Synchology's Branded Payments Platform allows merchants to offer prepaid cards with their brands' loyalty and rewards programs.

By leveraging brands' existing customer relationships, the Chicago-based card marketer says it offers an alternative to the expensive and time-consuming task of creating a prepaid brand from scratch.

“It costs between $10 and $25 for an approved applicant in prepaid…and only about 25% of those approved fund their card,” says Doug Bobenhouse, CEO of Synchology.

Bobenhouse formulated the range after working in the prepaid industry for more than 10 years and hearing from other prepaid program managers. Before starting Synchology, Bobenhouse was the director of business development at Prepaid Solutions USA and managing director of prepaid at Total Card Inc.

“You see a lot of these [prepaid] companies create a brand and then disappear…or continue to raise venture capital money to sustain their models,” he says.

Acquisition in the prepaid market can be more expensive than other sectors because prepaid has a high turnover rate. In addition, open-loop programs require customers to go through a time-consuming and costly identification process, says Ben Jackson, a senior analyst at Mercator Advisory Group.

“Prepaid card customers often start with a temporary card and then receive a personalized card, so you have the card production and fulfillment costs on every account, and that starts to add up,” Jackson says. “With credit and debit cards, for example, there is typically one card issued and sent through the mail.”

While customer acquisition can be an expensive process, customer adoption can also be a difficult process for a startup. Consumer’s propensity for working with trusted brands and financial institutions is another reason Synchology decided to leverage existing merchant/consumer relationships.

Because of the expense of customer acquisition, many prepaid card programs charge hefty fees to sustain their models, which only adds to the negative connotation surrounding prepaid, Bobenhouse says.

In January, Synchology launched the Jump Visa Prepaid Debit Card as a direct-to-consumer product. The prepaid card was launched to showcase the company’s technology; Synchology is not promoting the product.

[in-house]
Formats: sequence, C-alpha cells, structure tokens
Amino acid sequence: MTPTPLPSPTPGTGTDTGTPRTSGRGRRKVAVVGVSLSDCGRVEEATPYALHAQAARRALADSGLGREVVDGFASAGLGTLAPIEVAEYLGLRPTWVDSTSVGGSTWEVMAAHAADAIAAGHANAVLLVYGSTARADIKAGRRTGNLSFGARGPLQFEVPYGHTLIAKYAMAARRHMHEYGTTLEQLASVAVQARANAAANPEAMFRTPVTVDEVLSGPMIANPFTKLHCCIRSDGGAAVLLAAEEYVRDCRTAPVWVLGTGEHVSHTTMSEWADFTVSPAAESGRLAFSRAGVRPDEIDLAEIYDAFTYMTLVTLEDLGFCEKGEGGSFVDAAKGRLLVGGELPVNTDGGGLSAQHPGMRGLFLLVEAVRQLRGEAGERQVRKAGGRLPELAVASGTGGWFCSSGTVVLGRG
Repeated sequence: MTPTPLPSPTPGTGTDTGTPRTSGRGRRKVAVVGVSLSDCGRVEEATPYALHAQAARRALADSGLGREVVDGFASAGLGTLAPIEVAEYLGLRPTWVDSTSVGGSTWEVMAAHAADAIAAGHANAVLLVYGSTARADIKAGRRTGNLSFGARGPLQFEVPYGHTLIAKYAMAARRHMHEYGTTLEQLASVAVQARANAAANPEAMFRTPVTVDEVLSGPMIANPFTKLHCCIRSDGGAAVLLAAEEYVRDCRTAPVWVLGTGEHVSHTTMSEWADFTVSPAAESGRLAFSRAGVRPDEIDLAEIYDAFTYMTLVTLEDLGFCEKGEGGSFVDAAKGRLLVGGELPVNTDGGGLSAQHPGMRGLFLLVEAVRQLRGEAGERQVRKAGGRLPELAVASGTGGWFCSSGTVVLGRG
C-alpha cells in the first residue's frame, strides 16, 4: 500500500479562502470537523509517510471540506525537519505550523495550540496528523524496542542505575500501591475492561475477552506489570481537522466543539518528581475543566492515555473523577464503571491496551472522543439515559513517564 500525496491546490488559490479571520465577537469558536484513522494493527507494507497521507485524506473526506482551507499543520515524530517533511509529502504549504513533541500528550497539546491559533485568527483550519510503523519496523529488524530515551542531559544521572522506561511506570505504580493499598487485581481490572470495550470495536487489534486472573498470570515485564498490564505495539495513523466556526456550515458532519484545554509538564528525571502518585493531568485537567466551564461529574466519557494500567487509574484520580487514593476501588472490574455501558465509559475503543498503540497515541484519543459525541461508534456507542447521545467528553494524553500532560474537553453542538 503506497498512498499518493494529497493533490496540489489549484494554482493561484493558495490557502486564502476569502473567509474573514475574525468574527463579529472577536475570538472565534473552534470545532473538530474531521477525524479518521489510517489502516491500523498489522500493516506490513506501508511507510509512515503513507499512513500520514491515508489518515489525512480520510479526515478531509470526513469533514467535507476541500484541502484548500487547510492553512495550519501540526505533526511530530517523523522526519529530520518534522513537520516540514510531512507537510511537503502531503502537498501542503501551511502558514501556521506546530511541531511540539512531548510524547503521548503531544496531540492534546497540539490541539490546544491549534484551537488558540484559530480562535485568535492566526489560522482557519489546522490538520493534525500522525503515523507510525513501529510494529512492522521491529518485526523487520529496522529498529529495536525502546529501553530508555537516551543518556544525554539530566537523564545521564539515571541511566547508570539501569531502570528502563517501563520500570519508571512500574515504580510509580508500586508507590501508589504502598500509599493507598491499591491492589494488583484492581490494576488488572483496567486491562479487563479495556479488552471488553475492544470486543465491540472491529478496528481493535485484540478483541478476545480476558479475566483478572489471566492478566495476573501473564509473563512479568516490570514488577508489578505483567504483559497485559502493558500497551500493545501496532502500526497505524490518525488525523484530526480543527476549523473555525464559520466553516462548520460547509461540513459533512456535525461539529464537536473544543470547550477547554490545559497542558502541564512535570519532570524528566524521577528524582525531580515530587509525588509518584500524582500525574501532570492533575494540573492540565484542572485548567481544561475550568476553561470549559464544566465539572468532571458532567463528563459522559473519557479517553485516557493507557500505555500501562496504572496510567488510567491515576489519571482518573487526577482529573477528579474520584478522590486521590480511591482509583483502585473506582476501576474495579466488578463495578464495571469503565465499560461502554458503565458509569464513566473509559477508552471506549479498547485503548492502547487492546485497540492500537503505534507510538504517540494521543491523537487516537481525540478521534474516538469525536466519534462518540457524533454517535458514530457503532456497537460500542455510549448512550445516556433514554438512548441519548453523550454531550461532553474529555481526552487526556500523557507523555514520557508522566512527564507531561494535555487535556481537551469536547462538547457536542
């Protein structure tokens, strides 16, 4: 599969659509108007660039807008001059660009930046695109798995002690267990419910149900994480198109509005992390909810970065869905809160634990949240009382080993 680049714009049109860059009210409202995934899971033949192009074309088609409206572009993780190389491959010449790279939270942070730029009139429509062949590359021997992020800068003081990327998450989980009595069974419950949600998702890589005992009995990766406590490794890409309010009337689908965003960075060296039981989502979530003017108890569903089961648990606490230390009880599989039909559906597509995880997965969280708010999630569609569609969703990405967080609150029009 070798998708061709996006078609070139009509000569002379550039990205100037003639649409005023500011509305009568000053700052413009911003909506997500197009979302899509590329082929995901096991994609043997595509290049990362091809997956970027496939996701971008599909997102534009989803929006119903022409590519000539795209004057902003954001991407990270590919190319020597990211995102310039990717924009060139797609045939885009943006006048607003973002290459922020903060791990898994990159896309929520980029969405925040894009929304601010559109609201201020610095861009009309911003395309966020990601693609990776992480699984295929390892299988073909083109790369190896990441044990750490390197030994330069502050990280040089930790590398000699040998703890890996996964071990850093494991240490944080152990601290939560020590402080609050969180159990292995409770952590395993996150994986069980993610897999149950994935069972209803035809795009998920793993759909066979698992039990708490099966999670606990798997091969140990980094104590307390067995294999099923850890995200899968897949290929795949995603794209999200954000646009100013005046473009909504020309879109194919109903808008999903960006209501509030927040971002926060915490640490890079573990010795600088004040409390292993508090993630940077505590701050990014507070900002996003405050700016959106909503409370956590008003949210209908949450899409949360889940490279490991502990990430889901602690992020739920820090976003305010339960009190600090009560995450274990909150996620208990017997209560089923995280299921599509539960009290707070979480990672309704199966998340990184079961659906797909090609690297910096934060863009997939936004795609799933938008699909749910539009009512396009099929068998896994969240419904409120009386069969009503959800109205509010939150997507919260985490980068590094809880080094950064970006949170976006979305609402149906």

Synchology is now focusing on partnering with brands to deliver branded prepaid debit products. Its platform is white-labeled and can be customized to match brands. First Bank & Trust in South Dakota is Synchology’s issuing bank.

“Prepaid card programs depend on volume for profitability, so a white-label program can bring together several smaller programs under one larger umbrella to help achieve a portfolio that is large enough to make money,” says Jackson.

Many companies have created prepaid products to attract consumers that can’t get or don’t want credit products, typically those in the lower socioeconomic demographic, although this mindset is beginning to change.

Several companies have begun targeting prepaid at other demographics, including the elderly, such as True Link Financial’s prepaid card, and teens, such as The SpendSmart Payments Company’s Justin Bieber–endorsed prepaid card.

“There are a lot of prepaid card products out there that look and feel very similar to each other,” Bobenhouse says.

Synchology has developed a money management suite behind the prepaid product, similar to personal finance management platforms like Mint or Expensify so consumers can budget.

While the company doesn’t have any clients currently, it’s getting closer to making partnership announcements, Bobenhouse says.

Synchology has been speaking with companies in the insurance sector and brands working with a “credit-challenged audience,” Bobenhouse says. Whether because of income, age or just aversion, consumers have started turning back to cash and Synchology “wants to make that cash go farther by bringing reward value,” he says.

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